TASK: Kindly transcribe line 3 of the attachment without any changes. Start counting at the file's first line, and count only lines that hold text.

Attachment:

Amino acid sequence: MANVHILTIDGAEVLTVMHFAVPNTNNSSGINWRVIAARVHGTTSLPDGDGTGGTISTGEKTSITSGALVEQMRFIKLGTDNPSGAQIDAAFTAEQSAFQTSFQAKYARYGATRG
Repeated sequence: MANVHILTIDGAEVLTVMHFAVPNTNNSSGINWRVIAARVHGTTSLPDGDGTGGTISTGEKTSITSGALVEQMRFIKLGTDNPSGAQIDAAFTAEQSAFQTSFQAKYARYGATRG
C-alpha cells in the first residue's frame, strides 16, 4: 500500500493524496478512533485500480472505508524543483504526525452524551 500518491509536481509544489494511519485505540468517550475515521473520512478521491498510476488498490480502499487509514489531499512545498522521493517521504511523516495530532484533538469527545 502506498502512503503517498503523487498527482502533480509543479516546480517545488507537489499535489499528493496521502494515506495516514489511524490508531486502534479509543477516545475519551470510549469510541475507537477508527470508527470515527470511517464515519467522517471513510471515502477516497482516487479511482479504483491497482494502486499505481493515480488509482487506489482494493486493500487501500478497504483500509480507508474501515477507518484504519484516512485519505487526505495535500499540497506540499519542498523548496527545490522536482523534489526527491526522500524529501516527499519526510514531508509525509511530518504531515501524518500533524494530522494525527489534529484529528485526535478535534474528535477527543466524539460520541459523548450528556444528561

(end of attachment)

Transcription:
C-alpha cells in the first residue's frame, strides 16, 4: 500500500493524496478512533485500480472505508524543483504526525452524551 500518491509536481509544489494511519485505540468517550475515521473520512478521491498510476488498490480502499487509514489531499512545498522521493517521504511523516495530532484533538469527545 502506498502512503503517498503523487498527482502533480509543479516546480517545488507537489499535489499528493496521502494515506495516514489511524490508531486502534479509543477516545475519551470510549469510541475507537477508527470508527470515527470511517464515519467522517471513510471515502477516497482516487479511482479504483491497482494502486499505481493515480488509482487506489482494493486493500487501500478497504483500509480507508474501515477507518484504519484516512485519505487526505495535500499540497506540499519542498523548496527545490522536482523534489526527491526522500524529501516527499519526510514531508509525509511530518504531515501524518500533524494530522494525527489534529484529528485526535478535534474528535477527543466524539460520541459523548450528556444528561